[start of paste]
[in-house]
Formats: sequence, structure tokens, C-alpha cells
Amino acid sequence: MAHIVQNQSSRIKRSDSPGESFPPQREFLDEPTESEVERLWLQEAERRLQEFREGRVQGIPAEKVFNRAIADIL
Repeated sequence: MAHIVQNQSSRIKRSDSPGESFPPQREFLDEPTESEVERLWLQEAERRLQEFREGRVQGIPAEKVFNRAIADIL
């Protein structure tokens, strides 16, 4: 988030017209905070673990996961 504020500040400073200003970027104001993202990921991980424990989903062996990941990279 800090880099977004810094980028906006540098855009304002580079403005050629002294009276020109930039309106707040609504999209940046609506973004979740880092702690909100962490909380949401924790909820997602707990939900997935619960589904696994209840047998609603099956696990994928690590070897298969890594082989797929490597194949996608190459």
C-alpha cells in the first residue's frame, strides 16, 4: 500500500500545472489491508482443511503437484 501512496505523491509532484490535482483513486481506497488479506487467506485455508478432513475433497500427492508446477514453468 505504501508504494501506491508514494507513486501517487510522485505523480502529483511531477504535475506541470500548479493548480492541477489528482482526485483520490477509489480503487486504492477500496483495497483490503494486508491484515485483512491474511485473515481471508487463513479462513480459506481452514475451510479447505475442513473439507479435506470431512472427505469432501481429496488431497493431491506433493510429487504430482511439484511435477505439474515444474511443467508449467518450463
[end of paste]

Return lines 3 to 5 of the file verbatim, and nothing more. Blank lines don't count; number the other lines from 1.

Amino acid sequence: MAHIVQNQSSRIKRSDSPGESFPPQREFLDEPTESEVERLWLQEAERRLQEFREGRVQGIPAEKVFNRAIADIL
Repeated sequence: MAHIVQNQSSRIKRSDSPGESFPPQREFLDEPTESEVERLWLQEAERRLQEFREGRVQGIPAEKVFNRAIADIL
């Protein structure tokens, strides 16, 4: 988030017209905070673990996961 504020500040400073200003970027104001993202990921991980424990989903062996990941990279 800090880099977004810094980028906006540098855009304002580079403005050629002294009276020109930039309106707040609504999209940046609506973004979740880092702690909100962490909380949401924790909820997602707990939900997935619960589904696994209840047998609603099956696990994928690590070897298969890594082989797929490597194949996608190459």